In Bridge 13, the Society for Contemporary Craft presents works by three different artists — Keith Lo Bue, Elisabeth Higgins O'Connor and Jason Walker — not in a group show but in a trio of separate exhibitions gathered together. What's shared by the three is work that transforms a staggering array of materials into brilliantly reincarnated new existence; a hearty respect for the natural world and investigation of the path man walks through it; and a keen aptitude for creating something glorious.
Lo Bue, of Sydney, Australia, delicately fuses disparate elements into finely wrought jewelry, diminutively scaled but enormous in scope, each piece a steampunk's wet dream. While these works are greater than the sum of their parts, their parts are pretty spectacular in and of themselves, ranging from plentiful organic material and precious gems to bits and pieces of manmade tools and documents: opal, amethyst, pearl, velvet, paint, soil, armadillo armor, sea-urchin shell, 16th-century Ukranian illuminated manuscripts, 1930s silver trophy plaque, 1919 St. Louis railway token, scissors, eyeglasses, locks of hair and baby teeth. Miniature sculptures suspended from chains, each is a tiny puzzle of ingredients, often with hidden messages secreted inside. These tiny and precise collections of ephemera are glorious reincarnations of rambling explorations of forests and seashores, magical junk shops, your great-great aunt's parlor minus the layer of dust and the ribbon candy. The result are wearable shrines to nostalgia, full of aesthetic beauty and intrinsic meaning.
While this artist's pendants captivate by drawing the viewer in close to observe their lilliputian worlds, Sacramento, Calif.-based Elisabeth Higgins O'Connor's works are big, brash, bold, in your face. Large-scale soft-sculptural forms have been shaped from afghans, blankets, towels, household linens, the literal fabric of people's daily lives, packed up and dropped off at thrift stores.
Reminiscent of the creatures from Where the Wild Things Are, cross-bred with Chinese parade dragons and raised in the household of Sid and Marty Kroft, the oversized monsters tower and loom over us, arrested mid-loping stride, floppy arms outstretched and shaggy heads brushing the ceiling. These beasts are hard to figure out: Their limbs and torsos are all worn to the point of impotence but their bodies still possess strength and perhaps also force. The handful scattered in the gallery are few in number but occupy a massive amount of space, both physically and psychically. There's plenty of space between one and the next, but as we pass through them we're careful not to get too close — maybe not to get within reach? We're unsure of their motivations, but their size alone puts us at a disadvantage.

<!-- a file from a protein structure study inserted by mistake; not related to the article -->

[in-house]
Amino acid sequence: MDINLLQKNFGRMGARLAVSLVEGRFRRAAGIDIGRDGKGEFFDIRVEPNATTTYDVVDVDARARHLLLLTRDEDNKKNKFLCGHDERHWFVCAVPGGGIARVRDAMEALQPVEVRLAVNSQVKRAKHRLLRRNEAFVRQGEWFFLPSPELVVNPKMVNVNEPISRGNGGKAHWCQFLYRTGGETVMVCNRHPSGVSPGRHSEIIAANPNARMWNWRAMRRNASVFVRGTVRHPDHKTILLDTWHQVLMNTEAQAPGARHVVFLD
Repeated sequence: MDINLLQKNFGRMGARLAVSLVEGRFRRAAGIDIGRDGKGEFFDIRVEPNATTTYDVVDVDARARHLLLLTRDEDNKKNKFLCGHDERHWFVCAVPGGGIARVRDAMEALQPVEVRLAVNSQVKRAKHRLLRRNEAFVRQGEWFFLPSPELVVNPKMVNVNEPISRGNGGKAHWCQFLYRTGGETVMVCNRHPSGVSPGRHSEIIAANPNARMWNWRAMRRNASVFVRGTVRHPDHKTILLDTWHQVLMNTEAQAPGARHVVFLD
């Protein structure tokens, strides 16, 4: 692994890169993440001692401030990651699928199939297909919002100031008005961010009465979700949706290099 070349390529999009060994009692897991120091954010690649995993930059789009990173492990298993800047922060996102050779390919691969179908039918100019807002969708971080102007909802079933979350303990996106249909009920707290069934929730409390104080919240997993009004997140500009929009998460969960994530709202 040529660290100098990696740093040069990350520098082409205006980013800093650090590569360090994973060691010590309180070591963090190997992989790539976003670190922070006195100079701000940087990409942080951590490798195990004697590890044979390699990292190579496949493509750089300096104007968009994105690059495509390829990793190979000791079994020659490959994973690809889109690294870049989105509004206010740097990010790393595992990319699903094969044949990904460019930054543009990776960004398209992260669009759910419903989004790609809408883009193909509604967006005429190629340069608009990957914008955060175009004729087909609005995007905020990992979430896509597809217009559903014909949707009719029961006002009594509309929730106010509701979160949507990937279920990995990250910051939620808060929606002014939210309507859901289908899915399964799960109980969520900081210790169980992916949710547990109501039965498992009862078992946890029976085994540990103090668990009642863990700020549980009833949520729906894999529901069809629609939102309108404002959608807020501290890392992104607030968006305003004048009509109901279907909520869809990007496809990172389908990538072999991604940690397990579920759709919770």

Adding to our discomfiture as we walk beneath them is who among us they call to mind. Scrap upon scrap of fabric, sometimes torn, often frayed, blurry and ragged and lacking in sharpness, the many layers of their constitution resemble the many layers that the homeless often dwell within as they carry the possessions of their lives with them at all times. But while the homeless often shrink away, pulling into themselves for protection, these figures dominate us. We can't avoid them as easily.
Not big like O'Connor's works, not small like Lo Bue's, absolutely just right are painted porcelain works by Jason Walker. Songbirds, deer, penguins and wolves all have been reproduced in three-dimensional porcelain, finished with images emblazoned on their hides that tell the story of where they might be headed, and why ... highways interrupting pastures, forests invaded by industry, pipelines and factories and airplanes and skyscrapers, the overrunning of their habitats by our attempts at progress, our efforts to achieve stability compromising their safety.
Walker, who is based in Bellingham, Wash., says in SCC press materials that the word "nature" is overused, and that in the modern world the term has lost its meaning; he says that he intends his work to address "how technology has changed our perceptions of nature." But to this viewer, his sculptures suggest a somewhat different interpretation. Inventive and evocative, these works force us to confront our corruption of the creatures' purity. Walker's works are themselves fragile, the fineness of the porcelain vulnerable, and as we lean in to register the details, we're acutely aware of our ability to effect damage, whether intentionally — or even consciously — or not. We're forced to register what the consequence of our presence can be. We hold our bags, our arms, our breath. We become, even if only for the fleeting moments we stand close, careful. Maybe our carefulness, or at least our cognizance, will leave the gallery with us.